Reading Roundup: February 2022

Another month, another batch of books read. I read a lot of graphic novels, using my hoopla account to the max (if you don’t have hoopla, I highly recommend it—it’s connected to the library so everything is free and legal!) But also one of my most anticipated books came out and I fully hyperfocused on that for a good chunk of the month. Plus it was massive so it took some time to get through (yes, I am a Sarah J. Maas stan).

So let’s take a look at the list. Click on any of the titles to be taken to Bookshop where you can find a copy of your own.

  • The Avant-Guards Vol. 3: Down to the Wire by Carly Usdin and Noah Hayes – For the same reasons that I love the comic Fence, I love The Avant-Guards. I absolutely adore this genre of beautifully gay sports comics that are out in the world! Fence, this, Cheer Up, and Check Please have all become insta-classics for a reason…and that reason is that they’re all a delight. They combine heart and humour with relatability and the queerness that has long been missing from more mainstream comics. While I didn’t love this volume as much as I loved the first, this series as a whole is outstanding and fun. Totally worth a read.
  • Cemetery Boys by Aiden Thomas – What a beautiful book! Everything from the story, characters, culture, and more just captivated me from the start. It’s such a heartfelt story and you can’t help but be right there with Yadriel as he experiences all of his ups and downs on his journey. Sure, this book is a beautiful urban fantasy but it’s so much more as it explores themes of family, acceptance, and growth, all through the lens of a protagonist that you’re rooting for from start to finish.
  • Colored: The Unsung Life of Claudette Colvin by Emilie Plateau – An insightful and educational graphic novel shedding light on a figure from history that has mostly been brushed aside. Claudette Colvin had an almost identical experience to the one Rosa Parks had…and before Rosa too. But due to finding herself pregnant as a young teen, the desegregation movement chose Rosa to be the face of what they were doing. Rosa Parks remains brave and iconic and helped to change the world for the better. But this sheds the light on the other women who stood alongside her and whose part was deeply understated, including Claudette. Absolutely worth reading and learning more about.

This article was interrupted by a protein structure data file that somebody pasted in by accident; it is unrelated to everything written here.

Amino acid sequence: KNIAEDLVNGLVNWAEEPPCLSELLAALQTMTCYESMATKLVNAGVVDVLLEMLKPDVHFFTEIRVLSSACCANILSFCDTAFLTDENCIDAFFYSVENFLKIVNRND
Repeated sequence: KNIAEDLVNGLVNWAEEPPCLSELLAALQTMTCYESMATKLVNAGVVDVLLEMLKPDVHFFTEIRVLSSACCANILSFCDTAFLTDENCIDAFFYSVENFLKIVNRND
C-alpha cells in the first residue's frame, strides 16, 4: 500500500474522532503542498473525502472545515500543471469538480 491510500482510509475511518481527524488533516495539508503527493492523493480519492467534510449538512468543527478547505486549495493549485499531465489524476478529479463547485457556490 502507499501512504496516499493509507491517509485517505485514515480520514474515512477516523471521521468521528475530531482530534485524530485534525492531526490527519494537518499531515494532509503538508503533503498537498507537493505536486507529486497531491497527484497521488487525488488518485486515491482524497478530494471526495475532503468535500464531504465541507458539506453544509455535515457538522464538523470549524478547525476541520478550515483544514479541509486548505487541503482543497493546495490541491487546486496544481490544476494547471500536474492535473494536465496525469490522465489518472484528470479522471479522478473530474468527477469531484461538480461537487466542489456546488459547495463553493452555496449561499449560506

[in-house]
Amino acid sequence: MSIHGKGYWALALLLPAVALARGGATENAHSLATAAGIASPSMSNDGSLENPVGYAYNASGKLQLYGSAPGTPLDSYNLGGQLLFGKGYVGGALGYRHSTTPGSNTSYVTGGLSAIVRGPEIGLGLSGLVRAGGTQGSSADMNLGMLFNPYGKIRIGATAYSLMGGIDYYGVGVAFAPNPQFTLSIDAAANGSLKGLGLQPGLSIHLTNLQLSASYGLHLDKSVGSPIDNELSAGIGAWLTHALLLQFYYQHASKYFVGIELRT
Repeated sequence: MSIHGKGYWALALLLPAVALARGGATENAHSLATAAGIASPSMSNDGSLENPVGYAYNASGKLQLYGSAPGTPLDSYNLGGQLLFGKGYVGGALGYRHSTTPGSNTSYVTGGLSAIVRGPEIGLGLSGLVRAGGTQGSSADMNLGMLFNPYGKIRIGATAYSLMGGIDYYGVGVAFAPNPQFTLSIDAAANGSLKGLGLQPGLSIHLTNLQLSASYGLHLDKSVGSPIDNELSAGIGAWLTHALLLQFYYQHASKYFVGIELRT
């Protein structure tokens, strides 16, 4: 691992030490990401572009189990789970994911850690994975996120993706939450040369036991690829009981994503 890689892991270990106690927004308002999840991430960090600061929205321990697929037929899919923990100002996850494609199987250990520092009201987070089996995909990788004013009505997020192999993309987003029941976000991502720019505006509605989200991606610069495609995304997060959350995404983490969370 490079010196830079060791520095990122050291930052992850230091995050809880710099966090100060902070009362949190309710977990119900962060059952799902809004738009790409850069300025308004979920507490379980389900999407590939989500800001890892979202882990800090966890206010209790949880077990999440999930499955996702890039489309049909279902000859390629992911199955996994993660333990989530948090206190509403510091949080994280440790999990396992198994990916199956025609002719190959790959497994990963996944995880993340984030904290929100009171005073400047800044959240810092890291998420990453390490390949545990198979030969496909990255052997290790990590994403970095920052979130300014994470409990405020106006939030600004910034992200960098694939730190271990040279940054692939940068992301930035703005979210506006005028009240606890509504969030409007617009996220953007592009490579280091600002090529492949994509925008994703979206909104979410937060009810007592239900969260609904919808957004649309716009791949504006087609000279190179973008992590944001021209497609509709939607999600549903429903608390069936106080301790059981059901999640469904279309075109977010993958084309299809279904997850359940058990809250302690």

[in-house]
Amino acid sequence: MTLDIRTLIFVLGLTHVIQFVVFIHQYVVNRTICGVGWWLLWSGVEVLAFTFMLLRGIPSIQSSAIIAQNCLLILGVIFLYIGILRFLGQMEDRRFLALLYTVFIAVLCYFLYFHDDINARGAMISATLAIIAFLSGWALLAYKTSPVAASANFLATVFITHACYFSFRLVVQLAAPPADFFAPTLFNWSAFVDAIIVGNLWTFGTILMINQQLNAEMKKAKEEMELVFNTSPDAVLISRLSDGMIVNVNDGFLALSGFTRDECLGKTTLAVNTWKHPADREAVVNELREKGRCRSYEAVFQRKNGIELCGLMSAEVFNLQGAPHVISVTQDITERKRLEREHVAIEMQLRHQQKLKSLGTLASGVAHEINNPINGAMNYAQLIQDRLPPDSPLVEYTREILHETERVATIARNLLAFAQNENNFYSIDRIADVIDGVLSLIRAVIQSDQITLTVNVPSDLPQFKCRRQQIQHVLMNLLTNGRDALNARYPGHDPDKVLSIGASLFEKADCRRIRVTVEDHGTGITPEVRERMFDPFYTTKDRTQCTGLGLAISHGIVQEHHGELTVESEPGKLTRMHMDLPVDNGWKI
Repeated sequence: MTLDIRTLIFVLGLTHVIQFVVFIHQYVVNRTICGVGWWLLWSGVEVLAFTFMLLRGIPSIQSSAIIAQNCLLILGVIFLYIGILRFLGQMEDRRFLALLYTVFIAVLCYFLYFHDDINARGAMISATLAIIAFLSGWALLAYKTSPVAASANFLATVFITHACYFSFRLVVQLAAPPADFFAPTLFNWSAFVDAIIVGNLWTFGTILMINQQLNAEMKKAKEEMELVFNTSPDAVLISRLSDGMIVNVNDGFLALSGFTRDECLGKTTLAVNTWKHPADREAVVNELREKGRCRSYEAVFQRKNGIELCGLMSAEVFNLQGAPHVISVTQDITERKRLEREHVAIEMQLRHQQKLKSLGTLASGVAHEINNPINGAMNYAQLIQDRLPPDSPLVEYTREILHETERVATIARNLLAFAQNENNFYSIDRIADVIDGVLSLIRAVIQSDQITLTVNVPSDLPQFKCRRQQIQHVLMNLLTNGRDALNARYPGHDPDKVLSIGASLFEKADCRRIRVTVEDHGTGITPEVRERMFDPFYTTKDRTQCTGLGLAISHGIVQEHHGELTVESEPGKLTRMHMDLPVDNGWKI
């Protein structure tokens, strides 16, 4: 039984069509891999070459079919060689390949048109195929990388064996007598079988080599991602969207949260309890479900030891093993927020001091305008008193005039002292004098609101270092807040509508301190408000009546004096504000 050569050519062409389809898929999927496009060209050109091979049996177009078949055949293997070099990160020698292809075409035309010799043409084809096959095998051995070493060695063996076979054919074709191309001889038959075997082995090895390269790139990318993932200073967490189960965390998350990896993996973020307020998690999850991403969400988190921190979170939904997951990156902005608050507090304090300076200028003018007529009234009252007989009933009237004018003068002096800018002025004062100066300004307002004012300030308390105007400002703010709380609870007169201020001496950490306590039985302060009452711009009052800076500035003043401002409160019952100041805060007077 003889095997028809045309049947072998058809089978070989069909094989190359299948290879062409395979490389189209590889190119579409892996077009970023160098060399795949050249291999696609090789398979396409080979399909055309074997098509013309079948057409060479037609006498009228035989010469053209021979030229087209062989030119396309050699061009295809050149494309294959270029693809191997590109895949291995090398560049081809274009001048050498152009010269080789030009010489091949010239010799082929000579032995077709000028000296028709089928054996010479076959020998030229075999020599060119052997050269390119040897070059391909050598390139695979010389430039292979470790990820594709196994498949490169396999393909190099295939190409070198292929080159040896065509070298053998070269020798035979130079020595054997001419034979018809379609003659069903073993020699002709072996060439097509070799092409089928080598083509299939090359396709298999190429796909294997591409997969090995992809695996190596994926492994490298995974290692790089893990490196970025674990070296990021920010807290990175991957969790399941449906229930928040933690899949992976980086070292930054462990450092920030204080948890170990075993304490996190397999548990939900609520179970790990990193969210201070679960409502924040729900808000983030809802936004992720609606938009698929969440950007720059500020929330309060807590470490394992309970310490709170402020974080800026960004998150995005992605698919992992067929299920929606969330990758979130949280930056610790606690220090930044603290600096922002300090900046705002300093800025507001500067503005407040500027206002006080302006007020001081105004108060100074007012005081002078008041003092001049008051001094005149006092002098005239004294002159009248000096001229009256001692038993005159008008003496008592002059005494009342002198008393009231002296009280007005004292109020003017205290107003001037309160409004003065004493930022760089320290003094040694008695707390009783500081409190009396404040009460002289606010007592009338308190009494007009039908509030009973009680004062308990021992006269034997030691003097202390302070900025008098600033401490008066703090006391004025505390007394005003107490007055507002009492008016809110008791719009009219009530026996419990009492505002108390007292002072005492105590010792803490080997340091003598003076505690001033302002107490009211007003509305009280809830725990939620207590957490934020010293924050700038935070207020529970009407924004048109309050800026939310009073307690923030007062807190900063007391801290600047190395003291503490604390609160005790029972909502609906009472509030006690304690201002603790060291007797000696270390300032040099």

• The Man Who Came Down the Attic Stairs by Celine Loup – I’m not entirely sure how I feel about this one! I was thinking it would be like one of Emily Carroll’s Through the Woods short horror stories and while it definitely evokes some of those vibes, this is a lot darker in a lot of ways as it dabbles in fiction, horror, and mental illness. I LOVED the art and the concept was really interesting but I don’t know if it came together for me. Still ultimately really amazing for the art, at the very least!
  • Daredevil Vol. 1: Know Fear by Chip Zdarsky and Marco Checchetto – I haven’t read Daredevil in a while and wasn’t sure how much I’d enjoy it but this really surprised me! A layered and interesting look at the character with excellent writing and incredible art.